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Studio monitor reviews

Seeing that your final product is up to snuff requires several components. A well-engineered song, a good mix, a great master – but what makes most of this possible is a solid pair of studio monitors.

Whether they be inexpensive or some several thousands of dollars, accurate monitors are essential when it comes to making sure your music sounds good on any and every system.

We’ve reviewed a bunch of them to help you find the ones that best suit you.

Check out our picks of the best budget studio monitors (under $300-$400 a pair) and the best monitors under $500 a pair.

Review by brand

Adam Audio

Genelec

JBL

Kali Audio

KRK

PreSonus

Tannoy

Yamaha

How do we rate studio monitors?

There are all but three factors that are important to be considered when reviewing a studio monitor: its power and frequency response, build quality, and its I/O and controls.

For the most part, build quality and I/O and controls fall to the wayside in favor of power and frequency response. Why? Well, it’s not hard to build a monitor with decent routing options and sound adjustments.

Does it have both balanced XLR and TRS inputs? Does it have any controls for room attenuation? Do the inputs feel secure? Does the speaker cabinet resonate when you tap it?

These are normally well accounted for, and it’s the bare minimum of what one can expect from any piece of gear. If it fails to deliver on any of these, normally that’s a sign for an imminent low-rating.

In the same breath, if the build of the monitor seems lackluster, we try to see if this was done for a good reason.

Was the manufacturer trying to make a phenomenal speaker more affordable? Trying to bring the technology of professional grade studios to bedroom producers for a low price?

While it doesn’t make quality any less important to us, the trade-off can be more understandable if the final product’s performance makes up for any superficial inconsistencies or shoddy craftsmanship. Context is important.

So, why is the power and frequency response more significant to us? Well, this is the meat and potatoes of what makes a monitor truly good or bad.

In an ideal world, a studio monitor will have a frequency response appropriate for the size of its woofer. You can normally expect about 45 Hz – 20 kHz from a 5-inch woofer, with the roll-off getting closer and closer to 20 Hz – 30 Hz the larger you go. Anything wider is simply a blessing. What’s more eye-opening is the response curve, which should be near flat.

This is rarely the case, however, so then it becomes a question of how the dips and peaks along the monitor’s response colors the sound reproduction – whether that be to a negative or positive effect.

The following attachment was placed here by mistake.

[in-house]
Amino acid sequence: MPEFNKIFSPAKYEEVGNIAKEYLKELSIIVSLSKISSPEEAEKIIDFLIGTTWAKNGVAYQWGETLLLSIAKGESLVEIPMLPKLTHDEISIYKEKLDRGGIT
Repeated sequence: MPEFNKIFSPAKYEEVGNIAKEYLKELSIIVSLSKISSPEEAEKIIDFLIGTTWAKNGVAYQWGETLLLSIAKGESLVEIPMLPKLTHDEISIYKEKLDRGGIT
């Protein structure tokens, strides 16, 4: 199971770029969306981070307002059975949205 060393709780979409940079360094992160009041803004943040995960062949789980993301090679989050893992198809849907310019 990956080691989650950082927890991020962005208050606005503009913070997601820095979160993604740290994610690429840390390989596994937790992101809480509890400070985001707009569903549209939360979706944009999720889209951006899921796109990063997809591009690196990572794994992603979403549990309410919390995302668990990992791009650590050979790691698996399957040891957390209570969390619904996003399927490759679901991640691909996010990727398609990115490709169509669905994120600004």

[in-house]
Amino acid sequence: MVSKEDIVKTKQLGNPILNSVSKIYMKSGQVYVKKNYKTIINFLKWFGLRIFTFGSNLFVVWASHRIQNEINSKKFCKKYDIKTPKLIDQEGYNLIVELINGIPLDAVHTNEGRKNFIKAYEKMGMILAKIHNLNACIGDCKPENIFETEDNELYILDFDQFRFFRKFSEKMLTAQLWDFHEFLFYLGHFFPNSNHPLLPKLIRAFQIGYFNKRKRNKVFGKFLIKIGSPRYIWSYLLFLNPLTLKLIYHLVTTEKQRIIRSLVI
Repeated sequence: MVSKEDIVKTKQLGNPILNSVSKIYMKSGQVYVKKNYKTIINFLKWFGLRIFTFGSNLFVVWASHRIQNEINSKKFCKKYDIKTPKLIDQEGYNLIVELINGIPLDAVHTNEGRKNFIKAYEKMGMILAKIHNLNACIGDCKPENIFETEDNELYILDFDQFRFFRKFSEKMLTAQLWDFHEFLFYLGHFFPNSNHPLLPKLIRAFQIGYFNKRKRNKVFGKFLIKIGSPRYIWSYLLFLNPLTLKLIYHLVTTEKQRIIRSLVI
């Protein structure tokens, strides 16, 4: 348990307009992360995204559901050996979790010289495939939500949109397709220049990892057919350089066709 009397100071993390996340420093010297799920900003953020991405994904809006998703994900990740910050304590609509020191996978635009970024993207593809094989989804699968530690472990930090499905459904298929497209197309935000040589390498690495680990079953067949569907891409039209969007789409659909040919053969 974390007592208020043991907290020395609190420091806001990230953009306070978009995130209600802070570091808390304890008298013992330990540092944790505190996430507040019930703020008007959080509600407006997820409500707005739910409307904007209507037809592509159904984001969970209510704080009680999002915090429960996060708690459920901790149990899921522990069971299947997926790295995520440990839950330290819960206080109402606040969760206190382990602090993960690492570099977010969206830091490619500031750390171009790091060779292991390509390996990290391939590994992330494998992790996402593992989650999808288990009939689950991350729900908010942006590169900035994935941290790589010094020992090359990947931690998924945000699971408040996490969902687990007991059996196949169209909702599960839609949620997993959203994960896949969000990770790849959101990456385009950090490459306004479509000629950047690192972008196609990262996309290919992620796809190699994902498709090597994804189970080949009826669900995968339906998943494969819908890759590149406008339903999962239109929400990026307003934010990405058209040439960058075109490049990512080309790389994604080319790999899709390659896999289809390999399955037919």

If a pair of monitors, let’s say, showcase a huge dip of -10 dB from 600 Hz – 10 kHz (a.k.a. the general area where the human voice is most prominent), this is simply unacceptable. It may be impeccably built, with a thousand features, ensured to last you the next hundred years – but we would never recommend a speaker that kills off the entire midrange of your music.

A monitor should be transparent, and honest about the sound that comes through it. Anything different will skew your perception, and will make your life a whole lot more difficult when you have to constantly be A/B-ing your work against more trustworthy speakers.

Why buy a pair of monitors at all if they can’t be trusted to do the job they were built to do? The ideal speaker should let things that sound bad in a mix sound bad, and what sounds good sound good.

The caveat, of course, is that sometimes people oftentimes seek out monitors that make the bad parts of a mix sound even worse. Such as the case of the legendary NS-10s, which sound absolutely horrid. But herein lies one of many exceptions, where the weaknesses of a speaker are made up for given the right intentions.

The opposite scenario is less viable, because a bad sounding song is still a bad sounding song if it only sounds great on one pair of monitors.

So, to wrap things up, context is important. There will always be trade-offs, and while some may come close, no monitor is truly perfect. The goal is to find you a pair of monitors that you can not only afford, but will give you the best bang for your buck.

Sometimes that means buying a cheap monitor you’ve never heard of that looks ugly and is made almost entirely of plastic, but for some reason or other, performs better than any other.

That’s what our reviews are about – function over aesthetics, music over manufacturers, and transparency over hype.